Subject: [Stop-traffic] News/Italy: Illegal immigrants are easy prey for pimps
From: Melanie Orhant (email@example.com)
Date: Sun Jan 03 1904 - 16:30:23 EST
Illegal immigrants are easy prey for pimps
By Ljubomir Milasin
Agence France Presse, July 28, 2000
ROME (AFP) - Italy counts up to 25,000 immigrant prostitutes, according to
an official estimate, but many of them expected to fare better than being
threatened by pimps when they entered the country illegally.
"If you run away, I'll kill you," a young prostitute from Nigeria
remembered the man yelling at her before her frightening experience on the
streets of northern Italy.
She ran away from her would-be pimp anyway and was lucky enough to find
refuge at a home for women who set their minds on leaving the trade.
Oreste Benzi, a priest from the Adriatic sea resort of Rimini, runs an
association finding foster families for former prostitutes.
He has been helping prostitutes, keen on quitting their trade, for years
and has taken his case to Pope John Paul II and Italian leaders, including
President Carlo Azeglio Ciampi.
"I have talked about the problem of these poor women with the president,"
he told AFP. "They are slaves -- there is no other word -- used by
criminals to make money."
A short man with white hair and in his late 60s, Benzi is often on the road
himself to help the women.
"Criminal gangs kidnap them throughout eastern Europe and around Moscow and
sell them to Albanian gangs and others who will then exploit them," he said.
Women, believed to have the right "market" potential, are sold for about
3,000 euros (dollars) in Bucharest or Budapest, the two principal hubs from
where they are sent to the Yugoslav republic of Montenegro before being
sent on to Italy, Benzi continued. In Italy, pimps were said to pay up to
13,000 euros (dollars).
Benzi claimed to have "saved" more than 1,000 women from the streets over
the last years thanks to his network of family centers.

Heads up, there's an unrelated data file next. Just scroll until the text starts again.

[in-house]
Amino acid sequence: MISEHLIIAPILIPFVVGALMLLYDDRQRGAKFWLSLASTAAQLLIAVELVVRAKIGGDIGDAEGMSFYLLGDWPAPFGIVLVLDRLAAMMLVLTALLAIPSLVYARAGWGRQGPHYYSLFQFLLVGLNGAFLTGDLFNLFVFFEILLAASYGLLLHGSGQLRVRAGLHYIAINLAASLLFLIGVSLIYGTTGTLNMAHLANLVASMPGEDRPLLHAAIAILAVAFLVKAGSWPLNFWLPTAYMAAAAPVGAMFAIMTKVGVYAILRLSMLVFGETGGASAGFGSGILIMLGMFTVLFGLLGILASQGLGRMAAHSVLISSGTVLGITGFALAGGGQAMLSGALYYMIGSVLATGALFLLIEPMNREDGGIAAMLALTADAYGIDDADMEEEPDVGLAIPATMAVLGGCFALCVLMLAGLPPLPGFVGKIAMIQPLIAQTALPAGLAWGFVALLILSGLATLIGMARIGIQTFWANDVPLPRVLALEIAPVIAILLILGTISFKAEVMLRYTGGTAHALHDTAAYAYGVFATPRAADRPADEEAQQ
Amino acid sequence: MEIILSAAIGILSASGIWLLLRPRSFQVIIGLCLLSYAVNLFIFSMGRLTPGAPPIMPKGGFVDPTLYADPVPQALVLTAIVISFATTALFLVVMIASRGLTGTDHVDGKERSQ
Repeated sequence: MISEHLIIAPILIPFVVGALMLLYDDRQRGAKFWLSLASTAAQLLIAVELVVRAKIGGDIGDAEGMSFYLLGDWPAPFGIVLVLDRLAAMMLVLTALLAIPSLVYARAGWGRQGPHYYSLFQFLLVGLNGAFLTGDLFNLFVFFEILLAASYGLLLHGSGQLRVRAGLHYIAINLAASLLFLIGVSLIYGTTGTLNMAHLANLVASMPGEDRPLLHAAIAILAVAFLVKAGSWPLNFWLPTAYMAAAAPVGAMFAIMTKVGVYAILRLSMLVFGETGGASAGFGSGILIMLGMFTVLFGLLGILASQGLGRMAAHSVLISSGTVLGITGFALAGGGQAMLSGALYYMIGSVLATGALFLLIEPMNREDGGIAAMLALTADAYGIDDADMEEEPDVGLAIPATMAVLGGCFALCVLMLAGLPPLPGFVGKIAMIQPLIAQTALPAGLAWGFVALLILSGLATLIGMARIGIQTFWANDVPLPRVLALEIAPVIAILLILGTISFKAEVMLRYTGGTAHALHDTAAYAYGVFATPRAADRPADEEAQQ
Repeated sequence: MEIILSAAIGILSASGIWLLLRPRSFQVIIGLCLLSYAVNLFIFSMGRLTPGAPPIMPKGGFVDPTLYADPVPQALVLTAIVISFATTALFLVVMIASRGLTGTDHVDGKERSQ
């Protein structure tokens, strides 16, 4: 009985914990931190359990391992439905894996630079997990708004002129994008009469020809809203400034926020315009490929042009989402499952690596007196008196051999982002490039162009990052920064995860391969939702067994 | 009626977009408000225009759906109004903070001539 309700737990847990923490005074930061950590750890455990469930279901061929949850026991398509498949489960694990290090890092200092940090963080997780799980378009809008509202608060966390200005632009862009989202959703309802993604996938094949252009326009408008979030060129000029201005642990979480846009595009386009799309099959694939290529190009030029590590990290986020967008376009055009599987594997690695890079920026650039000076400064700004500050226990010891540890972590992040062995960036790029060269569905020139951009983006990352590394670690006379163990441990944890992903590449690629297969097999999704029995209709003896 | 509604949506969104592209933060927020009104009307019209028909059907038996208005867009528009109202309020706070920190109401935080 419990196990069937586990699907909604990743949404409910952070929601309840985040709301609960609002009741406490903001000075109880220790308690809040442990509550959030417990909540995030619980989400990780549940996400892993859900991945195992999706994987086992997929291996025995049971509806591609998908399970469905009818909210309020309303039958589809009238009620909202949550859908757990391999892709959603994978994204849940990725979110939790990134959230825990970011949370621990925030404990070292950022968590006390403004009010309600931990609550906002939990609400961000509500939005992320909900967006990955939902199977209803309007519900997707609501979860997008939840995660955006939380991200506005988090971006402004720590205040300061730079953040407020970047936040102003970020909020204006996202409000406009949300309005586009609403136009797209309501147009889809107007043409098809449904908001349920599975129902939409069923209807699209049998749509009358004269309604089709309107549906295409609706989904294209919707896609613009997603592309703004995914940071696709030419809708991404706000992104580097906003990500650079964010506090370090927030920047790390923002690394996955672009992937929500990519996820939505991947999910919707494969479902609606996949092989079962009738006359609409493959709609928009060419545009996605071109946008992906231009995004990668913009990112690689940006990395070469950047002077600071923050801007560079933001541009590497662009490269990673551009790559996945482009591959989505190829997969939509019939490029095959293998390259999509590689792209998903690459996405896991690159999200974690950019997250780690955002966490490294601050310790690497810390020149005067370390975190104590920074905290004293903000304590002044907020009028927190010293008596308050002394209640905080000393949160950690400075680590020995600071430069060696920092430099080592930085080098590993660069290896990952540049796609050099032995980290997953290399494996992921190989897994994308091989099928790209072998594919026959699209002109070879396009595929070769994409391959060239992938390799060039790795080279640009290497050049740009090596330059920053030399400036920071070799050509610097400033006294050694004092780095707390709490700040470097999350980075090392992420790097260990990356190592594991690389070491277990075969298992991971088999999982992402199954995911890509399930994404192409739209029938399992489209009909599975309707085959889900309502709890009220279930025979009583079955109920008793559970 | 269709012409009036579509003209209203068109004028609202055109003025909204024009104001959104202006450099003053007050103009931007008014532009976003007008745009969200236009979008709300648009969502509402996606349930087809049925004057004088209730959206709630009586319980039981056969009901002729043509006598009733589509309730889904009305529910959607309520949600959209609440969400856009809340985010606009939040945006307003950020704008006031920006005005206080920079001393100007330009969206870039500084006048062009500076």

The Nigerian woman, who found shelter at one of Benzi's homes, is only 21
years old and arrived in Italy after friends promised her that she would be
able to study in Europe.
"But as soon as I arrived, a pimp forced me to hustle on the streets in
northern Italy," she said, still too afraid of revenge to give her name.
"He said 'If you run away, I'll kill you,' but to get away from it all, one
has to have the courage to run away," she added.
She said that she found someone to take her to meet Benzi after watching a
television program on his social work.
"Now I feel protected and if I can, I'll stay in Italy to finally take up
my studies," she added.
A friend, who has the same age and nationality, stood by her silently, too
afraid to speak.
Young prostitutes, often without proper residence permits, are an easy prey
for violent pimps, who will often even threaten their families and stop the
women from seeking help from authorities.
Earlier this month, Italy deported nearly 100 Nigerian immigrants, all
believed to be prostitutes. But as the Nigerian woman noted, not every
prostitute wants to stop selling her body.
According to an official estimate, Italy has between 50,000 and 70,000
prostitutes. Among the immigrants, Nigerians make up the bulk but many also
come from Albania, Moldova, Russia and Ukraine.
Eighty percent of them are kept like slaves after being promised legal jobs
or having been abducted in their homelands, according to Social Affairs
Minister Livia Turco.
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